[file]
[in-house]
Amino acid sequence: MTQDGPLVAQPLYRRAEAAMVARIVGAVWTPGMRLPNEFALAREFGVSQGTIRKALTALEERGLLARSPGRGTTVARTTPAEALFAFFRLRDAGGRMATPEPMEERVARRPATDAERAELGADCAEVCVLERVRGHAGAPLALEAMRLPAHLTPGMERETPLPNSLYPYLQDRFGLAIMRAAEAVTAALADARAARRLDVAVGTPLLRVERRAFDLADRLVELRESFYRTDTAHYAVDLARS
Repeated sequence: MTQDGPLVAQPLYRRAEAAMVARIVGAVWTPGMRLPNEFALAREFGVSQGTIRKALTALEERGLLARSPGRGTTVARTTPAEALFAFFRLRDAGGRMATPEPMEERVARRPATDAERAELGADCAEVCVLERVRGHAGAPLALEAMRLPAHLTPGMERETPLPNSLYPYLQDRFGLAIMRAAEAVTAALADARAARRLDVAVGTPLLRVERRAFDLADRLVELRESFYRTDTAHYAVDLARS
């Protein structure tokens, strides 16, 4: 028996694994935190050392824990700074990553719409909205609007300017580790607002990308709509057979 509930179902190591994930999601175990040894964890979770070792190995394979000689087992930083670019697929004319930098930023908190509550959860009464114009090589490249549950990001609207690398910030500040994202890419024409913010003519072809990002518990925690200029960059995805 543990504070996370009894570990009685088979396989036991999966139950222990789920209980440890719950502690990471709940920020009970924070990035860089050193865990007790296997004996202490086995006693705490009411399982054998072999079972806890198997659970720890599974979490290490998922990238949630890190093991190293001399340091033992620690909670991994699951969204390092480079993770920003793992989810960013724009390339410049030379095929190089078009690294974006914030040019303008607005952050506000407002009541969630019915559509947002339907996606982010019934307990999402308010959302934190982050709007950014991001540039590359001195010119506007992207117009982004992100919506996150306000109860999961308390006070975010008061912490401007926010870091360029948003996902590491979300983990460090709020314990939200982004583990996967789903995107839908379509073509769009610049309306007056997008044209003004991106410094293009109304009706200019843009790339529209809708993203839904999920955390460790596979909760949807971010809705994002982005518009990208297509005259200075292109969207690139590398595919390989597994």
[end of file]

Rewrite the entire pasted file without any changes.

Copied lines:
[in-house]
Amino acid sequence: MTQDGPLVAQPLYRRAEAAMVARIVGAVWTPGMRLPNEFALAREFGVSQGTIRKALTALEERGLLARSPGRGTTVARTTPAEALFAFFRLRDAGGRMATPEPMEERVARRPATDAERAELGADCAEVCVLERVRGHAGAPLALEAMRLPAHLTPGMERETPLPNSLYPYLQDRFGLAIMRAAEAVTAALADARAARRLDVAVGTPLLRVERRAFDLADRLVELRESFYRTDTAHYAVDLARS
Repeated sequence: MTQDGPLVAQPLYRRAEAAMVARIVGAVWTPGMRLPNEFALAREFGVSQGTIRKALTALEERGLLARSPGRGTTVARTTPAEALFAFFRLRDAGGRMATPEPMEERVARRPATDAERAELGADCAEVCVLERVRGHAGAPLALEAMRLPAHLTPGMERETPLPNSLYPYLQDRFGLAIMRAAEAVTAALADARAARRLDVAVGTPLLRVERRAFDLADRLVELRESFYRTDTAHYAVDLARS
């Protein structure tokens, strides 16, 4: 028996694994935190050392824990700074990553719409909205609007300017580790607002990308709509057979 509930179902190591994930999601175990040894964890979770070792190995394979000689087992930083670019697929004319930098930023908190509550959860009464114009090589490249549950990001609207690398910030500040994202890419024409913010003519072809990002518990925690200029960059995805 543990504070996370009894570990009685088979396989036991999966139950222990789920209980440890719950502690990471709940920020009970924070990035860089050193865990007790296997004996202490086995006693705490009411399982054998072999079972806890198997659970720890599974979490290490998922990238949630890190093991190293001399340091033992620690909670991994699951969204390092480079993770920003793992989810960013724009390339410049030379095929190089078009690294974006914030040019303008607005952050506000407002009541969630019915559509947002339907996606982010019934307990999402308010959302934190982050709007950014991001540039590359001195010119506007992207117009982004992100919506996150306000109860999961308390006070975010008061912490401007926010870091360029948003996902590491979300983990460090709020314990939200982004583990996967789903995107839908379509073509769009610049309306007056997008044209003004991106410094293009109304009706200019843009790339529209809708993203839904999920955390460790596979909760949807971010809705994002982005518009990208297509005259200075292109969207690139590398595919390989597994």